Wed, Feb 11, 2004 - Page 20 News List

Pro Bowl won by NFC in a TD fest

NATIONAL FOOTBALL LEAGUE Both teams scored over 50 points to set a record for the annual event


The NFC rallied from an 18-point deficit to beat the AFC 55-52 in the highest-scoring Pro Bowl in history on Sunday, and probably the most thrilling NFL all-star game.

MVP Marc Bulger threw a Pro Bowl-record four TD passes, and Detroit's Dre' Bly returned an interception 32 yards for the go-ahead score with 4:50 to play during the NFC's rally from an 18-point deficit in the final 13 minutes.

And it wasn't over until Indianapolis' Mike Vanderjagt -- the automatic kicker who didn't miss a field goal or an extra point all season -- was barely wide right on a 51-yard field goal attempt as time expired.

Although Chad Johnson caught a 90-yard touchdown pass on the first play of his first Pro Bowl, the Cincinnati Bengals' brash receiver had a feeling even more spectacular feats were in store.

When the NFL's best are playing for nothing but pride and a millionaire's pittance in prize money, they still hate to lose.

"The other guys told me ahead of time, once the fourth quarter gets here, it's going to be competitive," said Johnson, who finished with five catches for 156 yards.

The veterans were correct. By the time the NFC won, Johnson's catch was a mere footnote in a Pro Bowl dominated by newcomers who weren't interested in a laid-back Hawaiian vacation.

"It's going to be tough to match, if I make it back in the future," said Bulger, who masterminded the comeback when he entered the game in the second half.

When the drama finally ended along with the game, several of the 41 new guys at the league's all-star game had great stories to tell -- and the NFC members had US$35,000 apiece. First-timers accounted for nearly half of the 86 players in uniform, and they scored 70 points.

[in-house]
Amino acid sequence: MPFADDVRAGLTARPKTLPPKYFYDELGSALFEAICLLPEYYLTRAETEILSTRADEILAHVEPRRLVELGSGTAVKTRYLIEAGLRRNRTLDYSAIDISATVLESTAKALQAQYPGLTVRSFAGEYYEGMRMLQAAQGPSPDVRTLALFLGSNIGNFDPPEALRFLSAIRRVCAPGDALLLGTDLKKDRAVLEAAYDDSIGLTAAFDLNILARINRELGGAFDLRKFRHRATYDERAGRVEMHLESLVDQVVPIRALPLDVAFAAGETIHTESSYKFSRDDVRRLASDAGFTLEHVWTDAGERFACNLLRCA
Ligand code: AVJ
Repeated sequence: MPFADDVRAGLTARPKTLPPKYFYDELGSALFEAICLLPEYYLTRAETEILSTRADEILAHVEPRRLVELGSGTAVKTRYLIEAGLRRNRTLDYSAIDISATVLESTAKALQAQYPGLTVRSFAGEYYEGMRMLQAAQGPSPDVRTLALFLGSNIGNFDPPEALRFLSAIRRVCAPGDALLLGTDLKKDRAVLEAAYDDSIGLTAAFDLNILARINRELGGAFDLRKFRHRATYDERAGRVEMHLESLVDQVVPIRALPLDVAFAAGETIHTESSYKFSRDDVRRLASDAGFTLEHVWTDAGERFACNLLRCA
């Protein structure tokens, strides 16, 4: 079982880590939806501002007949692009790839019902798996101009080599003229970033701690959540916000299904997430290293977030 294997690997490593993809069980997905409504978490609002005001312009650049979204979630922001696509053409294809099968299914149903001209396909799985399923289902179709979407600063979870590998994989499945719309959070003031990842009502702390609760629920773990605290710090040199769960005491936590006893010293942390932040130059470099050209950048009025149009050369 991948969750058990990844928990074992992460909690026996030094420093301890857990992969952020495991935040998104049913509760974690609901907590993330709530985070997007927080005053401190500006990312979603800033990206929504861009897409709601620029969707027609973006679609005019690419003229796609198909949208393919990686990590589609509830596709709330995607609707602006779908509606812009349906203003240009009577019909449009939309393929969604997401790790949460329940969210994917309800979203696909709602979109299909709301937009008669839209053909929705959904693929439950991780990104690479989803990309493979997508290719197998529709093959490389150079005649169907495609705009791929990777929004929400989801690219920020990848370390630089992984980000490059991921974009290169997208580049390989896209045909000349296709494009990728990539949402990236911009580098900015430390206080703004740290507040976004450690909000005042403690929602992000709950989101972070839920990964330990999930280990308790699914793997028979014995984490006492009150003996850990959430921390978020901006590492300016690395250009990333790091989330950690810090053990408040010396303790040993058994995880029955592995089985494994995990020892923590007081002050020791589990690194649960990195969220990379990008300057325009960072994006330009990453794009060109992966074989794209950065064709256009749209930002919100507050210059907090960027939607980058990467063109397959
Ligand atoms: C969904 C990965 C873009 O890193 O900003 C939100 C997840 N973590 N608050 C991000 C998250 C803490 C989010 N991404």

"You're seeing some young guys that are really, really talented," AFC coach Tony Dungy said. "They played hard and showed they belonged."

Rookies -- including Bulger, Bly and Shaun Alexander -- figured in nearly every remarkable development in a frenetically entertaining game.

League co-MVP Steve McNair, who started but got just four plays, was in his first Pro Bowl after nine NFL seasons. Kansas City quarterback Trent Green and St. Louis kicker Jeff Wilkins waited 10 years for their first trips to Honolulu, while NFL rushing champion Jamal Lewis scored a touchdown in his first game.

Alexander had three touchdowns for the NFC, which scored 28 straight points in the fourth to set the scoring record for a single team.

"I think the Pro Bowl is supposed to be offensive, like NBA All-Star games are," said Alexander, who signed autographs with Bulger at an event earlier in the week. "We were talking about one of us needing to win the MVP. They picked the wrong guy, but it's still cool."

The 25th straight sellout crowd at Aloha Stadium loved this thriller. After all, defense always takes a back seat in Hawaii, but never to this degree.

With 42 points in the helter-skelter fourth quarter, the teams easily topped the 82 total points scored in 2000 -- and they set another record with 1,022 total yards.

The teams also set records with seven touchdowns apiece. Indianapolis quarterback Peyton Manning, who threw three TD passes, established records with 22 completions, 41 attempts and 342 yards passing.

The teams scored 27 points in the first quarter and barely slowed down. The AFC set a Pro Bowl record with 31 points in the first half -- and it stood for about two hours until the NFC scored 42 after halftime. Both teams scored more points than the NFC's 51 in 2000 -- the previous single-team high.

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